For more than a quarter century now, I’ve been writing and updating guidebooks on southernmost South America for several different publishers. In general, most of my work takes place from autumn (the austral spring) to the northern spring (austral autumn), so I’ve often joked that I leave California after the World Series and return in time for Opening Day. It’s not such a joke, though, that as the days shorten and the baseball draws to an end, seasonal affective disorder becomes an overlapping issue (with “sports affective disorder,” as baseball is the only spectator sport I find worthwhile).
Fortunately the longer days, filled with work, help me get through the winter - unlike the late Hall of Famer Rogers Hornsby who famously said that "People ask me what I do in winter when there's no baseball. I'll tell you what I do. I stare out the window and wait for spring."
Generally, I consider South America a sports desert, but there was a South American link to the end of the baseball season, though it didn’t turn quite as I had hoped. Last year, reserve outfielder Paulo Orlando became the first Brazilian ever to play on a World Series, as his Kansas City Royals defeated the New York Mets in five games (for non-baseball fans, I’ll state here that the first team to win four games out of a maximum seven becomes the champion). This year, reserve catcher Yan Gomes could have become the second player to do so, but his Cleveland Indians lost Game Seven in extra innings to the Chicago Cubs (Gomes began the season as Cleveland’s starting catcher, but a separated shoulder forced him onto the disabled list for an extended time).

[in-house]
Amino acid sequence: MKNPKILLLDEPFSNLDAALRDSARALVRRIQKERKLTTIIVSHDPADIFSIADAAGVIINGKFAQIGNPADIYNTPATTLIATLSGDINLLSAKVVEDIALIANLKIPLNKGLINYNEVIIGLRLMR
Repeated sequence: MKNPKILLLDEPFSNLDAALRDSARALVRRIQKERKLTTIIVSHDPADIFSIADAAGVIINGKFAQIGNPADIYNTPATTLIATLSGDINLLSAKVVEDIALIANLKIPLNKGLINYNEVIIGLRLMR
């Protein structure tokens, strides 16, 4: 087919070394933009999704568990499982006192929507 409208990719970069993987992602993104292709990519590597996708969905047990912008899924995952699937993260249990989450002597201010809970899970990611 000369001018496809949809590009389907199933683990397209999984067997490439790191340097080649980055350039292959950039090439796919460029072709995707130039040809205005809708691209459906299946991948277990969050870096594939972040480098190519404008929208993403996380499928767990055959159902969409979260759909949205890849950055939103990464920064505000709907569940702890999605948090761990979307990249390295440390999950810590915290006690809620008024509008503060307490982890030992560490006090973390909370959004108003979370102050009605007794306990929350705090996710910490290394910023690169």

Anyway, that’s enough baseball for a while, as I fly south to Santiago de Chile this coming Wednesday. I’ve seen baseball fields in Santiago, in northernmost Chile’s Atacama Desert (pictured at top), in the subtropical heights of Argentina’s Salta province (pictured above), in Buenos Aires (where I’ve played recreational baseball and softball), and even in steamy Paraguay (pictured below). I recently learned that there is baseball in Chile’s southerly university city of Concepción and also in the more southerly agricultural city of Los Ángeles (37° 28’ S latitude), whose team nickname is not the Dodgers but rather the Pumas.
It had never occurred to me to try to locate the world’s southernmost baseball diamond, but I’m guessing it might be in Christchurch, New Zealand (latitude 43° 33’ S). I’ll be asking, this time, as I drive south from Santiago, in hopes of finding one nearer the South Pole, on either the Chilean or Argentine side.
Before then, though, I’ll be flying farther south to Punta Arenas and then to the Falkland Islands, where I have seen locals with cricket bats. There, in the capital of Stanley, I once played catch with crewmen from a Japanese fishing vessel who were stunned that somebody in the Islands could throw them a curveball. I don’t expect that to happen again, but the memory will serve until I return home in February, when the days get longer and spring training starts. Pitchers and catchers report on February 13th.